period, it is a rare coincidence for them all to be linked in this manner,
    and very unusual for a brother to be named on a burial box unless he was
    prominent figure in his own right. This has led Paleographer Andre Lemaire,
    to conclude that the inscription is authentic.

    The box, purchased by an anonymous Israeli collector some fifteen years ago
    for a few hundred dollars, is believed to be from the Silwan neighborhood
    in east Jerusalem. Historically, the area corresponds to David's City, the
    most ancient part of the Israeli capital.

    According to Hershel Shanks, editor in chief of the Biblical Archeological
    Review, the finding, "confirms the Jewishness of both James and Jesus," and
    is perhaps, "the most important find in the history of New Testament
    archaeology."

    While the above is interesting but not conclusive, passages such as Mat 12:46 (Luke 8:19, Mark 3:32), Mat 13:55, seem very clear that Jesus had brothers. My question is, why would you want Mary not to have had a normal, happy marriage with Joseph? Why would her joy in having more children offend you?
    Genuinely puzzled, Colin
     
  7. Dualhunter

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    That one doesn't really work. Jesus was not the son of Joseph (except in the legal sense) and so unless James shares Mary as mother with Jesus, there is no basis to call him the half brother of Jesus.
     
  8. Chemnitz

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    It was rejected because it went to far and is counter to the claims of 1 Cor 11 that both the bread and the body are physically present.

    I have before, Luther's Works volume 32 article 28.
     
  9. Carson Weber

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    Hi Colin,

    You wrote, "While the above is interesting but not conclusive, passages such as Mat 12:46 (Luke 8:19, Mark 3:32), Mat 13:55, seem very clear that Jesus had brothers.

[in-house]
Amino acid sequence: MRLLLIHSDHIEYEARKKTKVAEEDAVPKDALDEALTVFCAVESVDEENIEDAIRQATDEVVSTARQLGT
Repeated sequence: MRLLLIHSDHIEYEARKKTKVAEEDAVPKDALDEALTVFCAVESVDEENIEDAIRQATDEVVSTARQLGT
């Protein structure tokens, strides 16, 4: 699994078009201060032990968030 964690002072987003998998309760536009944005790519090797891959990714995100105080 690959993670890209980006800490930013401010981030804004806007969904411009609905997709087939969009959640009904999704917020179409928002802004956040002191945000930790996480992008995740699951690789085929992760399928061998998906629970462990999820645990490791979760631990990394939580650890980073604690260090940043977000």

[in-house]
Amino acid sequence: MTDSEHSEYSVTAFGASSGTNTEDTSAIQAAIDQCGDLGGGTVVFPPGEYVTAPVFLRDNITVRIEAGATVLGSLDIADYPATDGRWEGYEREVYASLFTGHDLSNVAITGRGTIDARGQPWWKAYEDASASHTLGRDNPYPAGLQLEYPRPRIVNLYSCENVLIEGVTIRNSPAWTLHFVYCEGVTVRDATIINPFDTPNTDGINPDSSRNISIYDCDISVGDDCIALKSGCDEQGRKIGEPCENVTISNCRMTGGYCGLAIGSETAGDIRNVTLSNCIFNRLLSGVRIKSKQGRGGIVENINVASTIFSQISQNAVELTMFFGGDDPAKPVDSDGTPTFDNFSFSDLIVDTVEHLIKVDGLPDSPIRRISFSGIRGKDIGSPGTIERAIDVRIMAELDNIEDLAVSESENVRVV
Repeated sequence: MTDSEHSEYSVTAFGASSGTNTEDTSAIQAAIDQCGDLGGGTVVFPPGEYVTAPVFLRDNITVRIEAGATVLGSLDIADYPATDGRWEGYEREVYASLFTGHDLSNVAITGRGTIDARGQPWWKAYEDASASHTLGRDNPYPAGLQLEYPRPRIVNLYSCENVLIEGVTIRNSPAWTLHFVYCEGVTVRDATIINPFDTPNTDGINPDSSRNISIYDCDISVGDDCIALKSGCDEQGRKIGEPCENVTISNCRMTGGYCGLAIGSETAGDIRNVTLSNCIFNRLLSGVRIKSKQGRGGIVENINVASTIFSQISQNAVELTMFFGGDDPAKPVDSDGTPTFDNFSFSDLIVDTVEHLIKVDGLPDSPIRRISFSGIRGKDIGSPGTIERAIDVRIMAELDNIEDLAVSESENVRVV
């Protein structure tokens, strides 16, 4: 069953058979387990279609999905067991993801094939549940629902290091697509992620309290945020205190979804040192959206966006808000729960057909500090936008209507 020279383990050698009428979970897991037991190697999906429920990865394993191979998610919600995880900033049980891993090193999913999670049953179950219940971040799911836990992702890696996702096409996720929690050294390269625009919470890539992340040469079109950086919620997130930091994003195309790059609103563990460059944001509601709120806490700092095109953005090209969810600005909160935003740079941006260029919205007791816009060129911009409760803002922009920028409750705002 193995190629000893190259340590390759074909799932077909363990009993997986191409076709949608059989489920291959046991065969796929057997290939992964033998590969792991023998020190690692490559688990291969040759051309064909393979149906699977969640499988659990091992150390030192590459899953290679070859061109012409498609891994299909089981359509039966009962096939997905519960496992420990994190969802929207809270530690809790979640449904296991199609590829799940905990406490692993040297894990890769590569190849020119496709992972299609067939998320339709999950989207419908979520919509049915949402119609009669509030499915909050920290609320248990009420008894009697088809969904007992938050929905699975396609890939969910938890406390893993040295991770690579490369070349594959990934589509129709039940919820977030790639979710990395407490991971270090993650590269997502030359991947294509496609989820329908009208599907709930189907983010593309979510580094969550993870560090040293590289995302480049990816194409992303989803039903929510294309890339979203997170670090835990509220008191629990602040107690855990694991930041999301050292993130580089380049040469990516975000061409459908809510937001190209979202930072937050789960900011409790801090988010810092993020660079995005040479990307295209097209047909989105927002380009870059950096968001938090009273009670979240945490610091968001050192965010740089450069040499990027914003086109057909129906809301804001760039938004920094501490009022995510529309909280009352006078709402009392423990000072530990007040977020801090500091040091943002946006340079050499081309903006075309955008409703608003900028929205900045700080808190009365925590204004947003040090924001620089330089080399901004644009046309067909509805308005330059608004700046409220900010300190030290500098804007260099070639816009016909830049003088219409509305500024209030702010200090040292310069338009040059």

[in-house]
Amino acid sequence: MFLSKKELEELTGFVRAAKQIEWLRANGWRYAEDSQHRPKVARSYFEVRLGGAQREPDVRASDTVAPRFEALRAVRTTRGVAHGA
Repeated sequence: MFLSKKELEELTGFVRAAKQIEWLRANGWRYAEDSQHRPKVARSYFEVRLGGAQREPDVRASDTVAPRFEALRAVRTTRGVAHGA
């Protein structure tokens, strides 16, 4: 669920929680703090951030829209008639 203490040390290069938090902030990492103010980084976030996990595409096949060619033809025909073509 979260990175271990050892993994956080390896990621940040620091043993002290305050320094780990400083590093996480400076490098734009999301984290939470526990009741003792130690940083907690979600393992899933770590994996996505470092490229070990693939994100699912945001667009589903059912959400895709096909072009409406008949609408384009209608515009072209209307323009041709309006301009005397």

This is dealt with extensively (and I would almost say, exhaustively) in the 1912 Catholic Encyclopedia article on "The Brethren of the Lord":

    http://www.newadvent.org/cathen/02767a.htm

    My question is, why would you want Mary not to have had a normal, happy marriage with Joseph? Why would her joy in having more children offend you?


    Because she did not have a normal (comparatively speaking with what we are used to today, of course) marriage with Joseph. Doctrinal truth comes before personal wanting for the committed Catholic. It isn't a matter of our pleasure in deciding the status of Mary's conjugal relations. Our wishes have nothing to do with the faith as passed down. Personal pleasures give way to guarding doctrine faithfully in this matter.

    It should also be noted that Luther, Calvin, Zwingli, and Wesley all held to the perpetual virginity of Mary. Jerome wrote an entire treatise on this issue: "Against Helvidius: The Perpetual Virginity of Mary", in which he defends the Perpetual Virginity with amazing clarity; it can be found here:

    http://www.ccel.org/fathers/NPNF2-06/treatise/mary.htm

    Mary took a vow of virginity before she was betrothed to Joseph and their betrothal ocurred for the sake of providing Mary with a guardian/protector.

    Cf. http://www.catholic.com/library/Mary_Ever_Virgin.asp

    http://www.catholicoutlook.com/objmary2.html

    God bless,

    Carson

    [ October 23, 2002, 01:12 AM: Message edited by: Carson Weber ]
     
  10. Carson Weber

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    Hi Keith,

    You originally wrote, "The inscription may lead to more problems concerning the RCC beliefs concerning Mary" and after my explanation, you countered with "Note I said this find could lead, not will cause problems on its own"